After the movie at around 2pm, we thought we’d catch a late lunch. No such luck! Apparently the mall had filled up with all of humanity while we were in there, making it impossible to walk without hitting anyone. We couldn’t have picked a worse time to be at the mall.

We were starving and the restaurant lines were insane. We were hoping to have better luck at the food court. Omg, one look and we instantly turned around. The place was one freakin’ mess and we kinda lost our appetites. We simply had to get the heck out of there.

It was 3pm by the time we got home and proceeded to turn the fridge upside down hoping a fulfilling lunch would somehow drop out. But all we had were cold ham sandwiches. Still better than the food court, I guess. Bah humbug!

Still determined to have a good Christmas dinner in spite of our homemade roast turkey having been written off the menu *sobs*, we set out for the swanky part of town with Google Maps for our guide, headed for a Korean fried chicken shop which friends have sworn “serves the best fried chicken ever, you gotta try it”.

We ordered 2 kinds of fried chicken – sweet spicy and spicy hot, or something like that. Sometimes we really wanna trust people’s food recommendations so much but sadly, one woman’s meat is another woman’s poison. We really wanted these to be the best fried chicken we’ve ever tasted but they turned out to be…

The tale of the Christmas Eve dinners

… far from crispy, drowned in overly-sweet totally-unspicy sauces that sadly underwhelmed; not to mention that there were no signs of the ubiquitous side dishes either. Ugh! Reluctantly we polished off both servings to keep to our family’s “no food wastage” policy.

Then we got up and walked a few steps down the street to a Korean barbecue restaurant that we know and love, and ordered pork neck and pork belly. Ahahaha! Now we’re talking!

The tale of the Christmas Eve dinners

This meal came with lots of lettuce, side dishes and possibly the best kimchi in town. We even managed to flag down a smiley waiter to barbecue the meat for us while we ate. Aah, this is the life!

Poke, if only it came with waterfalls

Poke, if only it came with waterfalls

So we’re on our way down from Yosemite, the land of waterfalls. Maneuvering those twists and bends can really get you light-headed, I tell ya. Not to mention the blur of the redwoods, sequoias and cold wind rushing past the slightly rolled down car windows. You tilt back your head, take a deep breath and let the mountain air permeate through your entire being. Man, this is what I’m talking about!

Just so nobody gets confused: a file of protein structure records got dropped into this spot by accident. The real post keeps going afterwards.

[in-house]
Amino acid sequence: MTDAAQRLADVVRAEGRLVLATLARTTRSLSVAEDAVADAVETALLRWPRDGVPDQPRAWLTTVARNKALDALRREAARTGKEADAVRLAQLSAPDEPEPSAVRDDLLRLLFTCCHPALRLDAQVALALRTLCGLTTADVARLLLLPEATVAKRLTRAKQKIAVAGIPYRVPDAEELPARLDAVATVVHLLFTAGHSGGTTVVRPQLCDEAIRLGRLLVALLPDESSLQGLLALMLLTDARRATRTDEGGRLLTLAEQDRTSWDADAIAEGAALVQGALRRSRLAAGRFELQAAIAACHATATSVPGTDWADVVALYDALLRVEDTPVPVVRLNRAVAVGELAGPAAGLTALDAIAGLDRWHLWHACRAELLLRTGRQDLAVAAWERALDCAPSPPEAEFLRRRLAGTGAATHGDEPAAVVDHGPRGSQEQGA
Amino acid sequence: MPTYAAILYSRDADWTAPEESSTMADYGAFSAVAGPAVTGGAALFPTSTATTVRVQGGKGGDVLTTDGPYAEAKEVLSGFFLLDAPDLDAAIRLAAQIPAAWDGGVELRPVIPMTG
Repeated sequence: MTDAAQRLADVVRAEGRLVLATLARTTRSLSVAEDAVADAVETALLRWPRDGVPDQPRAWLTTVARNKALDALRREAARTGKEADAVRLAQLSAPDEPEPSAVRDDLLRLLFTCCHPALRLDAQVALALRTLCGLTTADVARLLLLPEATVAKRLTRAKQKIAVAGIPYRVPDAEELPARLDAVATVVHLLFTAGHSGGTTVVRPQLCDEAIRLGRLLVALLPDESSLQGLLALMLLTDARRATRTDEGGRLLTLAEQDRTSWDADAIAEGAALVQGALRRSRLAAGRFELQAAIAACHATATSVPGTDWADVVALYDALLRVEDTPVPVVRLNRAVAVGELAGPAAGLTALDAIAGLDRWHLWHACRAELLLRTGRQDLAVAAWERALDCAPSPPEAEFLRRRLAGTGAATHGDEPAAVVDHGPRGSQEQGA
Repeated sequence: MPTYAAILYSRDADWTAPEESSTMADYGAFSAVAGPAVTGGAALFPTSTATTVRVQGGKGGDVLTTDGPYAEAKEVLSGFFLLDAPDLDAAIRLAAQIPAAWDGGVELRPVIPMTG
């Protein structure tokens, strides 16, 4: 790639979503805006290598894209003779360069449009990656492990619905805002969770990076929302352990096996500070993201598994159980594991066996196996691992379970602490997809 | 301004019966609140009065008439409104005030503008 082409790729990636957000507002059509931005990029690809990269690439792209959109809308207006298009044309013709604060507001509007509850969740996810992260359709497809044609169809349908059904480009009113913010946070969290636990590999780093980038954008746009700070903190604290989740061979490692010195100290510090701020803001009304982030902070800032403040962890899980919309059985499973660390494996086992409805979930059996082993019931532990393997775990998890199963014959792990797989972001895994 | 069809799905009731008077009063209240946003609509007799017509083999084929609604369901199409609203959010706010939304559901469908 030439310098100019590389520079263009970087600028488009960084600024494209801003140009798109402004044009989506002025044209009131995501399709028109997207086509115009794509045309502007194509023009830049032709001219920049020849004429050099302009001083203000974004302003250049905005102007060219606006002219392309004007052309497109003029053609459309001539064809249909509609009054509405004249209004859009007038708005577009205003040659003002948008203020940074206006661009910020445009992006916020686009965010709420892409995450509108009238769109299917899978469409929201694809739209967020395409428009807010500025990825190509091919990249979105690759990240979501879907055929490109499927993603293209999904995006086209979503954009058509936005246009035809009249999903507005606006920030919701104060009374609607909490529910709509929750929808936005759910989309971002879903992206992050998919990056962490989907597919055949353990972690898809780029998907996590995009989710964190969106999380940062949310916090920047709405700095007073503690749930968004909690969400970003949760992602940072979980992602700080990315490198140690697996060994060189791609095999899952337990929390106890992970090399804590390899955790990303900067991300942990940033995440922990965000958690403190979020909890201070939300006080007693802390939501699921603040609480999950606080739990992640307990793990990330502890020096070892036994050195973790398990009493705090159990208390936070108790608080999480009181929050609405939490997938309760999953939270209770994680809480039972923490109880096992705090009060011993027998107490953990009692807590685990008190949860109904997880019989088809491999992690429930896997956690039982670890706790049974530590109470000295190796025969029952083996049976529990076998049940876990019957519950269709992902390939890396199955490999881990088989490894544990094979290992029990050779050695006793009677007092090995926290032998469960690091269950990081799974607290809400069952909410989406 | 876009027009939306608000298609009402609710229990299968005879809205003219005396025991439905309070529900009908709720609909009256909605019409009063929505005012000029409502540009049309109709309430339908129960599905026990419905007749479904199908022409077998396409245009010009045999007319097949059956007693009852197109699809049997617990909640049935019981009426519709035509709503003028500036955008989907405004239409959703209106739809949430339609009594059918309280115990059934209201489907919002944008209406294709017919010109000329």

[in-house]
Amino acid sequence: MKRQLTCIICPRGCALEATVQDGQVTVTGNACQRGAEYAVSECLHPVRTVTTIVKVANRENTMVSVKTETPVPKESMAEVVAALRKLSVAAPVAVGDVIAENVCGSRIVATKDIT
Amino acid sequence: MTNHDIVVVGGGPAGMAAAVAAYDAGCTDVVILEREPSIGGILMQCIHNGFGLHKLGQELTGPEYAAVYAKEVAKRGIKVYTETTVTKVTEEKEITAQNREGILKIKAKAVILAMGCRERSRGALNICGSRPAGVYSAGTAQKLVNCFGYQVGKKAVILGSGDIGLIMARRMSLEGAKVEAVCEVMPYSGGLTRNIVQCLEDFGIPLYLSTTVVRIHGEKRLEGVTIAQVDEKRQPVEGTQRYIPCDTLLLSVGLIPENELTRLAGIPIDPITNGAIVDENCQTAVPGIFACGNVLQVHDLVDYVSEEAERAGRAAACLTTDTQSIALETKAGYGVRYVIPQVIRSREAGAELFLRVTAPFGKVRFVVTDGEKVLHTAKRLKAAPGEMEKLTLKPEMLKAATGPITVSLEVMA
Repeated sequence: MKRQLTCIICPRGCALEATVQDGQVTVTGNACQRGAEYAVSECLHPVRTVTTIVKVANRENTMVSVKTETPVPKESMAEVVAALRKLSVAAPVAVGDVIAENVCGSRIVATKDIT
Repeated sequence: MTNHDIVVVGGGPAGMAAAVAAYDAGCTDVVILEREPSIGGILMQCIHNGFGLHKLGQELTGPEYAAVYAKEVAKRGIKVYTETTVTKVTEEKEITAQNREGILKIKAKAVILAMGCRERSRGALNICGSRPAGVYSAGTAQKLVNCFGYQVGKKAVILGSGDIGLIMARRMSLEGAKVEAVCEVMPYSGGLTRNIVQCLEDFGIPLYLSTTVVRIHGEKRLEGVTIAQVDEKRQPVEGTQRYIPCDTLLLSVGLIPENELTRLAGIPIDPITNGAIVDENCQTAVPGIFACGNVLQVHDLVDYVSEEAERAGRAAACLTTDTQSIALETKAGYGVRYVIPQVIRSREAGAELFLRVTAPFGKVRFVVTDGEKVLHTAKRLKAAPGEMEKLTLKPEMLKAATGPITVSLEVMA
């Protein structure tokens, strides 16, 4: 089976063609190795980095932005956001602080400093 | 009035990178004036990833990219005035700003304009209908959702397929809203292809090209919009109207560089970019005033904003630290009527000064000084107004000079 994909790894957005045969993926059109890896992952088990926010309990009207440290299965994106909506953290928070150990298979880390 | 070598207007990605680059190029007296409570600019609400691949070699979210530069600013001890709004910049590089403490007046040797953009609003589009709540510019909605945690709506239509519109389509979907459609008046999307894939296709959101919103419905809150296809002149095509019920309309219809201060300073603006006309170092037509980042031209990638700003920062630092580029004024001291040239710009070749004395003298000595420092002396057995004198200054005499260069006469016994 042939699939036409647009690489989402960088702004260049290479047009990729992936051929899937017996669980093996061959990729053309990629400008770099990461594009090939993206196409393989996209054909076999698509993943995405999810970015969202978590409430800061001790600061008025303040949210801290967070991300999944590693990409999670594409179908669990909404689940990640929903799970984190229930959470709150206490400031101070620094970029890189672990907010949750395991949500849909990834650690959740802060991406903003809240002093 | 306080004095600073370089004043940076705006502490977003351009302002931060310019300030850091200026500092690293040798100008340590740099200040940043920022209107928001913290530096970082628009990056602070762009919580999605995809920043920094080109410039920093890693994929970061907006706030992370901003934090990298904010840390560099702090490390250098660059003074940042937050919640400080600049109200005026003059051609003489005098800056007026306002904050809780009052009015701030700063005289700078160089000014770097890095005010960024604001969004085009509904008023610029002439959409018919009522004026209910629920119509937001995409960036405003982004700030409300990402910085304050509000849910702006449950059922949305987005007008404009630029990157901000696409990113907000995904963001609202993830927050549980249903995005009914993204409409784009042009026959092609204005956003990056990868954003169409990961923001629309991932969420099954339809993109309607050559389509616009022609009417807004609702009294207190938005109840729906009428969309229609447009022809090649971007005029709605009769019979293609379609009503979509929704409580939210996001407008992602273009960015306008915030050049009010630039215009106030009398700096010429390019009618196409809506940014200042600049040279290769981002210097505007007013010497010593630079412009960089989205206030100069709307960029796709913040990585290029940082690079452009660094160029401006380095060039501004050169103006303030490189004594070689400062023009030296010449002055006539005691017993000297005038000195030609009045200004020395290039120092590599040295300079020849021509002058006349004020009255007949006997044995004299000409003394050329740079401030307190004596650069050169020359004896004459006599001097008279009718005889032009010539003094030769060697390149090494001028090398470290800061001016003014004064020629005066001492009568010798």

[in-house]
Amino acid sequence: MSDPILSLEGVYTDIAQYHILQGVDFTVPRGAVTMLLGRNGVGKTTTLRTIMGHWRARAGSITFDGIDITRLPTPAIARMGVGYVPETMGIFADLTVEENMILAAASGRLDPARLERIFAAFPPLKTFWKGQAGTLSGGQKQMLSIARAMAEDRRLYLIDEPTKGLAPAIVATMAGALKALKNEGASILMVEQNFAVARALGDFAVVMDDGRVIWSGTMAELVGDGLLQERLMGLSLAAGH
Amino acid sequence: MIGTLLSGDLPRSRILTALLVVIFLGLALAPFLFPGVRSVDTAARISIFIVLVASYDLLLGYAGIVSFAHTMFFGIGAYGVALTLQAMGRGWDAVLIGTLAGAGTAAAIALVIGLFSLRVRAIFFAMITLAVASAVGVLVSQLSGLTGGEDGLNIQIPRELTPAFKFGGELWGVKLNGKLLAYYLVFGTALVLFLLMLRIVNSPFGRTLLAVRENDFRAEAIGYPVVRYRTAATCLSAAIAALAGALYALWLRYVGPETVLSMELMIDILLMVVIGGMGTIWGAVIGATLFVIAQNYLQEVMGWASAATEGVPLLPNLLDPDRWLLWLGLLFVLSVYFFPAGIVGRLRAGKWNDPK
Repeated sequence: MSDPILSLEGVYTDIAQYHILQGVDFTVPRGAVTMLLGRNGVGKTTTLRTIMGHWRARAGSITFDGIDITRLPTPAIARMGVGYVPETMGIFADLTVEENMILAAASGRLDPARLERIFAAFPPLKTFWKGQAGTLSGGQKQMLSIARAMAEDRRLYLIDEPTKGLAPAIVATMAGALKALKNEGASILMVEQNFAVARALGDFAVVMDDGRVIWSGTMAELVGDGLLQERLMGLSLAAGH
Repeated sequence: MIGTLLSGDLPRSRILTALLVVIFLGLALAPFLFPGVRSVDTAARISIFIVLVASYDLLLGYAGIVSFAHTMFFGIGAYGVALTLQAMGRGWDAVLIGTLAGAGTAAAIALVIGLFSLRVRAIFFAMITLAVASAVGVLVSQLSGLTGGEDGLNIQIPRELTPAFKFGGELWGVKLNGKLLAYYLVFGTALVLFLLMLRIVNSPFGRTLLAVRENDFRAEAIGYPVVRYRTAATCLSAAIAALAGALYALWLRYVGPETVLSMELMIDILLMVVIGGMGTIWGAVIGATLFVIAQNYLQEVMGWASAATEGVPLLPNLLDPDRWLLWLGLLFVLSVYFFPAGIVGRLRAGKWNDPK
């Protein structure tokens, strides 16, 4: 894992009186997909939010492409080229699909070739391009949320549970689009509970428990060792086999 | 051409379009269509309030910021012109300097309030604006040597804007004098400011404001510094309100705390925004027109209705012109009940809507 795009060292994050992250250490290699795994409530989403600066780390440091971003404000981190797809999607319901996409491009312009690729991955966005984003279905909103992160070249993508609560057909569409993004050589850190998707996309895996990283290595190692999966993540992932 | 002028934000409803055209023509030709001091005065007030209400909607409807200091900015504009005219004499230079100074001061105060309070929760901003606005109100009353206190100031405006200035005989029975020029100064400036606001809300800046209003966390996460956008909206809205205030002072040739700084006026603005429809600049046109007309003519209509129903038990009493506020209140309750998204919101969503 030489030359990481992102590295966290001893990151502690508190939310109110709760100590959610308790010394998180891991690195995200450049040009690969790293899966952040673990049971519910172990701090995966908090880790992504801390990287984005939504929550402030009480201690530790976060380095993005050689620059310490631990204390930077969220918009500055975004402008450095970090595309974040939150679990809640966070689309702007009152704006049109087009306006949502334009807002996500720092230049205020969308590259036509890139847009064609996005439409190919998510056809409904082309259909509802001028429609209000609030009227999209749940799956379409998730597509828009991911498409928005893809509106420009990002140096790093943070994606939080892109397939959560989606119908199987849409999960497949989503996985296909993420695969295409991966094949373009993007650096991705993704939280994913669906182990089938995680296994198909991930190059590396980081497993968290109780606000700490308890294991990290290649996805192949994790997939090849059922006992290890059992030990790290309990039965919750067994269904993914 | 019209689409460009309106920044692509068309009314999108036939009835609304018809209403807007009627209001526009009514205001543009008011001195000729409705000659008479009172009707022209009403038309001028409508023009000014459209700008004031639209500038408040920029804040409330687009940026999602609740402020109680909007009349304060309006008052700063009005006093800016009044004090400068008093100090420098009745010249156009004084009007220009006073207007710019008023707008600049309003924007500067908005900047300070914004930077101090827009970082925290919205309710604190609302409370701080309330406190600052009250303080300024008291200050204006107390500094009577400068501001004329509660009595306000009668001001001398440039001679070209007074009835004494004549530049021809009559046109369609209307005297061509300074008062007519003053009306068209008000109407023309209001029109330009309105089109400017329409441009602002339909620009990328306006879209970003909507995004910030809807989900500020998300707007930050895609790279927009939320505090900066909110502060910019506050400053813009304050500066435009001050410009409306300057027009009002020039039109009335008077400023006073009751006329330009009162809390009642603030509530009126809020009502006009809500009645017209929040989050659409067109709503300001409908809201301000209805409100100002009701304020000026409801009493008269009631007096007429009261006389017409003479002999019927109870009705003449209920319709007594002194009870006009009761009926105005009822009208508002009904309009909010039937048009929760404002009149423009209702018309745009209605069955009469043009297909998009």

And now to top off that light-headedness, it’s time for some poke (pronounced po-kay). Since we found out about a seafood restaurant tucked away behind the downtown fish market last year, we’d been quietly sneaking down there for the occasional dose of raw fish goodness. They don’t serve live seafood (which makes this place all the more attractive to me) but they sure do serve a mean bowl of poke that’s bursting with fresh raw fish and robust enough to feed two. Poke for the diehard, in other words.

Then somewhere in the middle of last year, Pokiland opened not far from us and we started going there for our fix. It’s popular with the health conscious, offering less of a focus on the fish and more on greens, toppings and sauces. You pick a bit of this and that to personalize your own poke bowl.

Poke, if only it came with waterfalls

Looking at this picture, I know you’re going, but where’s the fish? Well, you can’t see it but trust me, there’s 2 generous scoops of raw salmon and tuna hidden at the bottom of the bowl. Well, that’s how they put together your order, you start by selecting your proteins so the fish goes in first and ends up hidden underneath all of those gorgeous toppings and sauces.

Okay, then, let’s mix it all up and dig in! Omg, you cannot believe how good and SPICY this tastes! One of their sauces, dabomb, is literally just that! One fiery spoonful and you totally wish you were standing underneath a waterfall with your mouth open. Oh man, where are those waterfalls when you need ’em!

Poke, if only it came with waterfalls

Pretending to be a restaurant

Pretending to be a restaurant

If you ask me, weeknight dinners are supposed to be homey, maybe even to the point of boring. While cooking up a storm on a weeknight may be counter-intuitive, I think it makes sense to linger near the stove just a little longer on cold evenings like these. And just to throw in a little fun, why not pretend to be a restaurant serving up a dinner to some weary diners?

First up, that obligatory omelet that I would not order but which my girl friend never fails to order . But why? Baffled! I made this with the last few eggs in the fridge and the egg whites I had left over from my cream puff project.

Pretending to be a restaurant

Next, we have a braised dish. It was supposed to be braised pork belly which I love but will not order because it always seems to be swimming in fat and sodium. While the prospect of cooking it myself was exciting, I’m new to braising, sorta.

And also I’ve been looking for a leaner cut of pork belly. Does lean pork belly even exist? I didn’t think so either. Armed with zero experience in the pork purchase department, I was wont to throw up my hands and leave it once again to the God of Ribs! No lean pork belly? No problem. We got ribs!

Pretending to be a restaurant

I braised the ribs with potatoes and hard-boiled eggs. Weird combination, I know. But I couldn’t resist the temptation of making it an even larger pot so we could have it over 2 meals.

And of course, not forgetting the veggies. Chinese kale stir-fry is another hugely popular restaurant dish. Mine comes topped with garlic oil and oyster sauce and with enough carrots to make any rabbit happy.

Pretending to be a restaurant